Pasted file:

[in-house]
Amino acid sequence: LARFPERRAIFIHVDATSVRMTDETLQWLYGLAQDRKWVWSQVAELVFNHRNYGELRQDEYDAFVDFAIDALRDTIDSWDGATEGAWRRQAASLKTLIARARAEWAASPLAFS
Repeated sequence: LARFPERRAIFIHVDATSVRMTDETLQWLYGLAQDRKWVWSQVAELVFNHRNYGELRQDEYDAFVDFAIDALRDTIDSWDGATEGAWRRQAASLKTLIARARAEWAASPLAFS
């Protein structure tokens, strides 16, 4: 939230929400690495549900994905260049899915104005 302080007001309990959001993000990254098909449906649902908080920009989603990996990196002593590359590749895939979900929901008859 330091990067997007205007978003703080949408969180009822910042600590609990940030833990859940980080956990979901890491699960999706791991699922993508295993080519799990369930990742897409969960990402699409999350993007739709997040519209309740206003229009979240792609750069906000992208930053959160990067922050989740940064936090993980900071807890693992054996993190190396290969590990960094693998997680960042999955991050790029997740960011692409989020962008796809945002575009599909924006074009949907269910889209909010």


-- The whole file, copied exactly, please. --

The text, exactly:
[in-house]
Amino acid sequence: LARFPERRAIFIHVDATSVRMTDETLQWLYGLAQDRKWVWSQVAELVFNHRNYGELRQDEYDAFVDFAIDALRDTIDSWDGATEGAWRRQAASLKTLIARARAEWAASPLAFS
Repeated sequence: LARFPERRAIFIHVDATSVRMTDETLQWLYGLAQDRKWVWSQVAELVFNHRNYGELRQDEYDAFVDFAIDALRDTIDSWDGATEGAWRRQAASLKTLIARARAEWAASPLAFS
């Protein structure tokens, strides 16, 4: 939230929400690495549900994905260049899915104005 302080007001309990959001993000990254098909449906649902908080920009989603990996990196002593590359590749895939979900929901008859 330091990067997007205007978003703080949408969180009822910042600590609990940030833990859940980080956990979901890491699960999706791991699922993508295993080519799990369930990742897409969960990402699409999350993007739709997040519209309740206003229009979240792609750069906000992208930053959160990067922050989740940064936090993980900071807890693992054996993190190396290969590990960094693998997680960042999955991050790029997740960011692409989020962008796809945002575009599909924006074009949907269910889209909010």